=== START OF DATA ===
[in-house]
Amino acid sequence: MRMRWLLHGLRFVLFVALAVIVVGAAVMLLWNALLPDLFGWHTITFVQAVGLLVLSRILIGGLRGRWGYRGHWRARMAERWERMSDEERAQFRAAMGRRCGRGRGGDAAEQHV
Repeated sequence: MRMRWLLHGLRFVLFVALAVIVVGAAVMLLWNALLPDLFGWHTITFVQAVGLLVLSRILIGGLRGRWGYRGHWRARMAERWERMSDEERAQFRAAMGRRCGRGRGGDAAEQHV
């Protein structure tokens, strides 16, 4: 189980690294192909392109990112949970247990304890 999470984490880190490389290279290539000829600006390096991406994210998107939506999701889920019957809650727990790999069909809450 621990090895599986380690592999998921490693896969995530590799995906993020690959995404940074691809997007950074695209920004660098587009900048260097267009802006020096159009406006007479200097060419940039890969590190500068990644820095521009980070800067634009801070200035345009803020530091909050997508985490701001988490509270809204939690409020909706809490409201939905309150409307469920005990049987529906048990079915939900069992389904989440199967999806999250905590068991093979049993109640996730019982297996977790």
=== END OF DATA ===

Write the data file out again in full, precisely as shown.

[in-house]
Amino acid sequence: MRMRWLLHGLRFVLFVALAVIVVGAAVMLLWNALLPDLFGWHTITFVQAVGLLVLSRILIGGLRGRWGYRGHWRARMAERWERMSDEERAQFRAAMGRRCGRGRGGDAAEQHV
Repeated sequence: MRMRWLLHGLRFVLFVALAVIVVGAAVMLLWNALLPDLFGWHTITFVQAVGLLVLSRILIGGLRGRWGYRGHWRARMAERWERMSDEERAQFRAAMGRRCGRGRGGDAAEQHV
């Protein structure tokens, strides 16, 4: 189980690294192909392109990112949970247990304890 999470984490880190490389290279290539000829600006390096991406994210998107939506999701889920019957809650727990790999069909809450 621990090895599986380690592999998921490693896969995530590799995906993020690959995404940074691809997007950074695209920004660098587009900048260097267009802006020096159009406006007479200097060419940039890969590190500068990644820095521009980070800067634009801070200035345009803020530091909050997508985490701001988490509270809204939690409020909706809490409201939905309150409307469920005990049987529906048990079915939900069992389904989440199967999806999250905590068991093979049993109640996730019982297996977790």